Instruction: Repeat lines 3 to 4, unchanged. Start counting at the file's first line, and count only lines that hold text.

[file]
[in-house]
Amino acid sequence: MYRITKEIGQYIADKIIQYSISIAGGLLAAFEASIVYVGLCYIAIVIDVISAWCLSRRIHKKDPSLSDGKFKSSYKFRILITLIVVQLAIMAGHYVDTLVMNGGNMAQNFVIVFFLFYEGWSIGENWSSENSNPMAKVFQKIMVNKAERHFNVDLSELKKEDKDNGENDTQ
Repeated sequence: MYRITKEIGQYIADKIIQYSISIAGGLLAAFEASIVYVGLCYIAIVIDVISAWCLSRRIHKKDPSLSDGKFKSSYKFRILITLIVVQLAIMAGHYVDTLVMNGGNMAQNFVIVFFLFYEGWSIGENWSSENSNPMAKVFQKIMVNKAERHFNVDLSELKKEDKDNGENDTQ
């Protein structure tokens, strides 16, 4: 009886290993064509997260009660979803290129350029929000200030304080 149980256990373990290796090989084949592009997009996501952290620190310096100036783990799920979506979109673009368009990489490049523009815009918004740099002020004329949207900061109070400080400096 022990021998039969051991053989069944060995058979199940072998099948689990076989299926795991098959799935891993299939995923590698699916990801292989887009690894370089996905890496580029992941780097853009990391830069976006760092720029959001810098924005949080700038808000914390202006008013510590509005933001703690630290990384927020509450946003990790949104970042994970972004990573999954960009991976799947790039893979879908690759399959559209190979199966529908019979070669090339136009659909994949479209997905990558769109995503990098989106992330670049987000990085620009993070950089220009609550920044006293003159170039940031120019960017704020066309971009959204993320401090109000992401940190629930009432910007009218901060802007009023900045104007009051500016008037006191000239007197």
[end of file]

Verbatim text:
Repeated sequence: MYRITKEIGQYIADKIIQYSISIAGGLLAAFEASIVYVGLCYIAIVIDVISAWCLSRRIHKKDPSLSDGKFKSSYKFRILITLIVVQLAIMAGHYVDTLVMNGGNMAQNFVIVFFLFYEGWSIGENWSSENSNPMAKVFQKIMVNKAERHFNVDLSELKKEDKDNGENDTQ
């Protein structure tokens, strides 16, 4: 009886290993064509997260009660979803290129350029929000200030304080 149980256990373990290796090989084949592009997009996501952290620190310096100036783990799920979506979109673009368009990489490049523009815009918004740099002020004329949207900061109070400080400096 022990021998039969051991053989069944060995058979199940072998099948689990076989299926795991098959799935891993299939995923590698699916990801292989887009690894370089996905890496580029992941780097853009990391830069976006760092720029959001810098924005949080700038808000914390202006008013510590509005933001703690630290990384927020509450946003990790949104970042994970972004990573999954960009991976799947790039893979879908690759399959559209190979199966529908019979070669090339136009659909994949479209997905990558769109995503990098989106992330670049987000990085620009993070950089220009609550920044006293003159170039940031120019960017704020066309971009959204993320401090109000992401940190629930009432910007009218901060802007009023900045104007009051500016008037006191000239007197």